An Independent, Student-Run Newspaper at Slippery Rock University

The Rocket

Life does not provide a timetable for romance

Alec Cunic, Rocket Contributor

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Anybody who grows up through life has heard the same adage that has been passed down from parents to children for generations: “One day you’ll meet the love of your life and have a family of your own.”

For some, this is enough hope to persist through life believing that one day, everybody will have the type of happiness that they have observed within the secular world for so long. However, one of the more common misconceptions is that life has designated moments to where one will find their significant other.

First, it’s the idea of being long-lasting high school sweethearts, aspiring to a 60-year marriage and having your soulmate by your side throughout the most beautiful and chaotic moments of your life. For others, it’s the college experience, beginning a new journey after high school graduation alone and ending the final semester of senior year with your best friend, fully prepared to take on the “real” world together.

The time spent in the decade between the age of 20 and 30 is a period of enormous growth and change: finding your first full-time job, moving out of your parent’s home, buying your first new car, establishing a name for the “new” you that is finally able to get out of that falling-down college apartment that has provided both some of the best and most stressful memories of your life. With all this going on, taking in the idea of “having” to find a romantic partner during this point of your life can feel like both an obligation and expectation, especially when each person is living a different life and heading into a different direction where the outcome is unknown.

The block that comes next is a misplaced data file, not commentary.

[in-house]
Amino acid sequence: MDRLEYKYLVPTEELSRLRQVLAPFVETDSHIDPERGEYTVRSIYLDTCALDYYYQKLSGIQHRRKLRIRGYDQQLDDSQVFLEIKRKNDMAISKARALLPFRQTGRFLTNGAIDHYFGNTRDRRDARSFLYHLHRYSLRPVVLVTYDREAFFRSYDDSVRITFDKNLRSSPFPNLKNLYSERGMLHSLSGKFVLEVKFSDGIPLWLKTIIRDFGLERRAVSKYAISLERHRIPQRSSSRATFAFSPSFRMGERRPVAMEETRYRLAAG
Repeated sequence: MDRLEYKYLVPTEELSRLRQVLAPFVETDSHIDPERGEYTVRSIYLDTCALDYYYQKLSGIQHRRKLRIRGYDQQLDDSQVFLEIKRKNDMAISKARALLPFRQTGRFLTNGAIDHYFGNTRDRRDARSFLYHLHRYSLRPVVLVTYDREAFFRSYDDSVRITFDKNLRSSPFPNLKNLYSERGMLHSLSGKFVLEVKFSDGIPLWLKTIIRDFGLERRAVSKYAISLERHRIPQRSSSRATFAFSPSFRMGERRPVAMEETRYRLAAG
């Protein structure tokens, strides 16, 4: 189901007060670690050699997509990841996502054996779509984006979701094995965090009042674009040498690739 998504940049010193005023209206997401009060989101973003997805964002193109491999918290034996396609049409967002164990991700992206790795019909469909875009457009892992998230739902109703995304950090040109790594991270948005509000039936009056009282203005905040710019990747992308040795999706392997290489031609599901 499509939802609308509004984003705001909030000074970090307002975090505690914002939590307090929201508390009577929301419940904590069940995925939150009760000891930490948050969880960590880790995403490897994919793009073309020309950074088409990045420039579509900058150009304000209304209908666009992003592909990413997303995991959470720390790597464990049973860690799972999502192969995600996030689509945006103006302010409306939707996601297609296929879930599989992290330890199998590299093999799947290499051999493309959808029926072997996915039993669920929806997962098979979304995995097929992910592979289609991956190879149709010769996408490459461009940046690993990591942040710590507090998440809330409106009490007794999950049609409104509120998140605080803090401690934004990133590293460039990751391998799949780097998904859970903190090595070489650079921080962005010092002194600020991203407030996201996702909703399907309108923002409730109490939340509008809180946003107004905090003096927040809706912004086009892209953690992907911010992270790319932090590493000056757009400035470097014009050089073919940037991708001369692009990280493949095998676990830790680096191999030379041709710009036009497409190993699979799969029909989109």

Once this initiates, life can take a harder turn, as the years begin to pass and more and more of the people you associate with start finding their romantic partners at different times. As the struggles start to add up and the journey keeps persisting, it can be extremely difficult to deal with the challenges that we face each day, both ordinary and unique.

The important thing to remember is that life will always continue for each person at the end of the day, regardless of the numerous amount of times where we might find ourselves alone and struggling to get through certain hardships that are presented to us. No matter what is bringing us down, it too will pass, and hope can be restored for the future.

Simply, life provides no timetable for romance. While some may find their significant others at more opportune moments than others, categorizing the idea into a certain part of life cannot be done. It’s not something that can be naturally controlled; therefore, it will most likely find you and not vice-versa. So, while you may see your families and friends showing off their love and happiness, wish them the best and understand that your time too, will come.

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An Independent, Student-Run Newspaper at Slippery Rock University
Life does not provide a timetable for romance